ARTISTS Kushana Bush, Eddie Clemens, Elliot Collins, Matt Hunt, Richard Maloy, Campbell Patterson, Layla Rudneva-Mackay, Zina Swanson CURATOR Heather Galbraith
Ready to Roll showcases eight artists working in Auckland, Wellington, Christchurch, and Dunedin. Their ages range from mid-twenties to early forties. Some have been exhibiting for over a decade, for others it is their first public-gallery show. The title Ready to Roll implies energy about to be released. For New Zealanders of a certain age, it is also the title of a Saturday-night TV pop-music show.
Kushana Bush’s finely detailed gouaches depict beautiful and tormented figures engaged in obscure activities. There are references to yoga and sports, and undercurrents of sex and injury. The Dunedin-based painter’s style, which recalls Indo-Persian miniatures and Japanese woodblock prints, has been described as ‘grotesque sublime’. Bush exhibits works from her series Modern Semaphore.
Eddie Clemens’s sculptures explore the way humble objects become markers for life experiences and emotional states, and investigate the appeal of consumer products. His approach spans reworking hardware and stationery objects (wire clothes-drying racks in Morning Dew and tethered pens in Captive, both 2008) to the design and prototyping of simulated consumer items (fabricating Pams’s tissue boxes in powder-coated steel in The Fallen, 2009).
Elliot Collins’s text paintings whisper observations that others have learnt to keep to themselves. Putting a new twist on diaristic or autobiographical painting, the Auckland artist’s works can be brave, hilarious, earnest, melancholic, embarrassing, strident, poetic. For Ready to Roll, he presents a site-specific wall painting over fourteen metres long.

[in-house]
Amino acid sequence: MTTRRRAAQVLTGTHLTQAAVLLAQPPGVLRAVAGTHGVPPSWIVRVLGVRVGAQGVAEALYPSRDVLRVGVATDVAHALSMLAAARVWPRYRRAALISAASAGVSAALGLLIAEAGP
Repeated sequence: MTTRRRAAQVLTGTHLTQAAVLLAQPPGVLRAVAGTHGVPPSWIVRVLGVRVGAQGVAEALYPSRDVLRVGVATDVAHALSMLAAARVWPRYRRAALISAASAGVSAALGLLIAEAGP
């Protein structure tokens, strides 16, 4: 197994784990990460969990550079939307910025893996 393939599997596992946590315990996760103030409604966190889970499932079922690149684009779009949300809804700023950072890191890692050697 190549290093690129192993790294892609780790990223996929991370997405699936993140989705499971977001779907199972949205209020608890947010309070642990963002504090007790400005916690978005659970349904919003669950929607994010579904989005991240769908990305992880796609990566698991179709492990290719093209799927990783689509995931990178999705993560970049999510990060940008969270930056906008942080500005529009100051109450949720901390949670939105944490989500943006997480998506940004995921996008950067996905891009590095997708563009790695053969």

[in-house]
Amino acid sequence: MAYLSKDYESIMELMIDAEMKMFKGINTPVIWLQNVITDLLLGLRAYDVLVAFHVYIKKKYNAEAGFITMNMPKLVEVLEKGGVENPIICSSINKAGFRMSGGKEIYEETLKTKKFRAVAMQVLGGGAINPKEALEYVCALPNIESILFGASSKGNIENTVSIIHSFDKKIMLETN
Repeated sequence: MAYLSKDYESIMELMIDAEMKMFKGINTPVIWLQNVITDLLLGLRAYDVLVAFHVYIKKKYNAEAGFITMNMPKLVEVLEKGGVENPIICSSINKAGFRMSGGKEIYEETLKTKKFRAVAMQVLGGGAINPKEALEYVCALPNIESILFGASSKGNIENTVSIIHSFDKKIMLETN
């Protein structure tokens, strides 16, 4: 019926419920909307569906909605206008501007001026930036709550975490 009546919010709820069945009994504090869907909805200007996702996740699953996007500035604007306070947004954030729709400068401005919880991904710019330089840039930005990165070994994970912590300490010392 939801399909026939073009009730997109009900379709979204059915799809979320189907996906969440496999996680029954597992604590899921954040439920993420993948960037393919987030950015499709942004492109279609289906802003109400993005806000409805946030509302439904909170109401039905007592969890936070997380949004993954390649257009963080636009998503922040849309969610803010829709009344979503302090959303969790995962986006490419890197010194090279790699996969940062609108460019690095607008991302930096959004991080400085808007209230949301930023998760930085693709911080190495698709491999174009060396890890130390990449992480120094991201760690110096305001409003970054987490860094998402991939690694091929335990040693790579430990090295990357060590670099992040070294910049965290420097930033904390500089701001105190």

Matt Hunt’s fantasy paintings draw on images from pop culture and art history, the Bible and science-fiction, and more. Apocalyptic references, utopian creatures, and comic-book narratives proliferate in his densely detailed paintings. Hunt is based in Wellington.
Richard Maloy made his first video as an Elam student in 1998, documenting himself climbing in and out of a blue plastic bag over eight months. For Ready to Roll, the Auckland artist improvises a massive architectural enclosure out of cardboard and shows a selection of videos made over a ten-year period.
Also from Auckland, Campbell Patterson's performances for video test his mental and physical limitations in real and staged situations. His work can be humorous, painful, and unpredictable. He shows a selection of more than thirty videos.
Layla Rudneva-Mackay’s photographs are informed by simple and acute observations of human behaviour and situations. The characters that inhabit her images are often alone or interact with each other in complete trust. Her situations are often staged, yet achieve a sense of profound ordinariness. For the show, the Auckland artist brings together photos from a range of series, including works from her series Green with Envy, exploring portraiture.
Christchurch's Zina Swanson makes drawings and sculptures. In a recent exhibition at the Physics Room, she traced the gallery's perimeter with a chain of pressed daisies held aloft by glass crutches, revealing her intention to engage public attention with the force of small, simple things, while creating a cordon not to be crossed. She typically uses fragile materials to dictate the action. For Ready to Roll, she created a new sculpture and a suite of drawings where flora and fragments of human forms are grafted to create intriguing, fantastic hybrids.